Numeris publishes its final public radio ratings

It’s the end of an era: After years of Numeris (formerly BBM Canada) publishing a bare minimum of statistics on radio ratings in Canada’s five largest markets, it will now publish no data at all.

A statement on its website reads “Effective the start of the 2022-23 broadcast year (August 29, 2022), the Radio Topline Reports will no longer be produced. The final report will encompass the period ending on August 28, 2022.”

That report came out last week. It showed about the same as previous reports did, with CJAD 800 leading the pack on the anglophone side and 98.5 FM leading in French, as they always do.

Numeris (which is owned by the broadcasters) hasn’t explained why it made this decision. The result is that the only people who have access to even the most basic data will be those who are Numeris members — the broadcasters themselves as well as ad agencies and others who can afford the budget.

So we’re left to whatever (self-serving) statements they make about the ratings every three months. Fantastic.

Anyway, here’s what it looks like, one last time, for Montreal’s English market:

Though it still leads, CJAD is continuing a long-term downward trend in average listeners, with its lowest average minute audience since the PPM system was introduced.

The Beat is a strong second place, with more anglophone listeners than Bell Media’s CHOM and Virgin combined. (The three of them have about the same francophone audience though.)

CBC Radio One, which saw a spike last fall, has come back down a bit though still remains in third place. CHOM and Virgin are behind, followed by TSN 690 and CBC Music.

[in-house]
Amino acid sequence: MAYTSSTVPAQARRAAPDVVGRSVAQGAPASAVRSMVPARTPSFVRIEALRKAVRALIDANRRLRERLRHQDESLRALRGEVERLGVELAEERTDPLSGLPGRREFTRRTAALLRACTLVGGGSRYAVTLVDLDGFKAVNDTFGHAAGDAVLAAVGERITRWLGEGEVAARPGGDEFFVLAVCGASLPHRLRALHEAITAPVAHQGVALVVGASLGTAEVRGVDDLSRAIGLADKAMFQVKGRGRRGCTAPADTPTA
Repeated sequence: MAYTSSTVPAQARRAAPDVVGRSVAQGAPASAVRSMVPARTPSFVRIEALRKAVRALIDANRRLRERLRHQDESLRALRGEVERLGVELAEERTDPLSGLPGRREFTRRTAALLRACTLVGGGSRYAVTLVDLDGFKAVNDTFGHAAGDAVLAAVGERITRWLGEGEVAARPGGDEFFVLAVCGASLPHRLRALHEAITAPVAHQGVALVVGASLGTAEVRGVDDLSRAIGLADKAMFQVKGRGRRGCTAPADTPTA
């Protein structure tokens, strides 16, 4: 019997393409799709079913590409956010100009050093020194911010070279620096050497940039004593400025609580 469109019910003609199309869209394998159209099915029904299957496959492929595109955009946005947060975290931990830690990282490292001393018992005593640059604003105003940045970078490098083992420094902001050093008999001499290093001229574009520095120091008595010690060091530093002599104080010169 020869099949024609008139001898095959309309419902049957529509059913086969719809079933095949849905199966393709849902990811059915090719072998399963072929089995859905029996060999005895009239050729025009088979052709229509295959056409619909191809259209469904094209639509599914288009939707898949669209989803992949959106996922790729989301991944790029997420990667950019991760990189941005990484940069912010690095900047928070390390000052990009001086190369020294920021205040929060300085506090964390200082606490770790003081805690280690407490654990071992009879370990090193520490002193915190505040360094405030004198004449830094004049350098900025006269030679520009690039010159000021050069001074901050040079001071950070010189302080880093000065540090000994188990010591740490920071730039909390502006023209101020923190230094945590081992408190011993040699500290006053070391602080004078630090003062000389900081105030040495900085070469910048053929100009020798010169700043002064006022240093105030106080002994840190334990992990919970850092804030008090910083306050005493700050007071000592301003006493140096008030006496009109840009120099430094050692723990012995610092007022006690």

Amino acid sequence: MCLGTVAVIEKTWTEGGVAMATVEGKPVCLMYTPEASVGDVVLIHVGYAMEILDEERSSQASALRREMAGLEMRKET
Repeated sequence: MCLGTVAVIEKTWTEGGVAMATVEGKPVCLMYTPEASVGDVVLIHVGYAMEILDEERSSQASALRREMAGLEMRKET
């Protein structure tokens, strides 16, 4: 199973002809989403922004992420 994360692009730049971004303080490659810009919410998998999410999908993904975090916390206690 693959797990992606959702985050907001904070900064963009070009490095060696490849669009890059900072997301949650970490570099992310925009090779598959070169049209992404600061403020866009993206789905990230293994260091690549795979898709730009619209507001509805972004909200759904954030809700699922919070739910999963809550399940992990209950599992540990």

On the French side, CHMP 98.5 saw less of a summer dip than last year while Radio-Canada kept its high ratings to remain in second place.

 

#1 music station Rythme FM continued to recover from a long-term decline, posting its third straight gain over its rivals. In order by total (franco + anglo) average audience, it’s Rythme, CKOI, The Beat, Énergie, CHOM, Rouge, Virgin, ICI Musique, WKND and CBC Music.

It’s hard to pick out trends in that sea of numbers, but CKOI, and The Beat got better while Rouge and CHOM got worse, and the rest just kinda stayed the same.

WKND, the Leclerc-owned pop music station that replaced Radio Classique on 99.5, is still struggling to build an audience after two years, and was down slightly year-over-year. Whether it’s because not enough Montrealers know about it yet or because they haven’t liked it when they tuned in, there’s still a lot of work to do there to be competitive.

Overall radio tuning is flat over the past year, with 175,000 people ages 12+ listening to a reporting radio station in an average minute.

I’d link to everyone exclaiming how they’re number one, but since this is the last time we’ll have objective numbers, I’ll let those speak for themselves. Soon all we’ll have are the press releases.

5 thoughts on “Numeris publishes its final public radio ratings

  1. Peter L

    This surprises me not at all. If I owned a radio station, I would not want Numeris regularly reminding the public that radio was dying. If you have comparable numbers back to 2000, it would look even worse. Advertisers have this info but they still have spending decisions to make.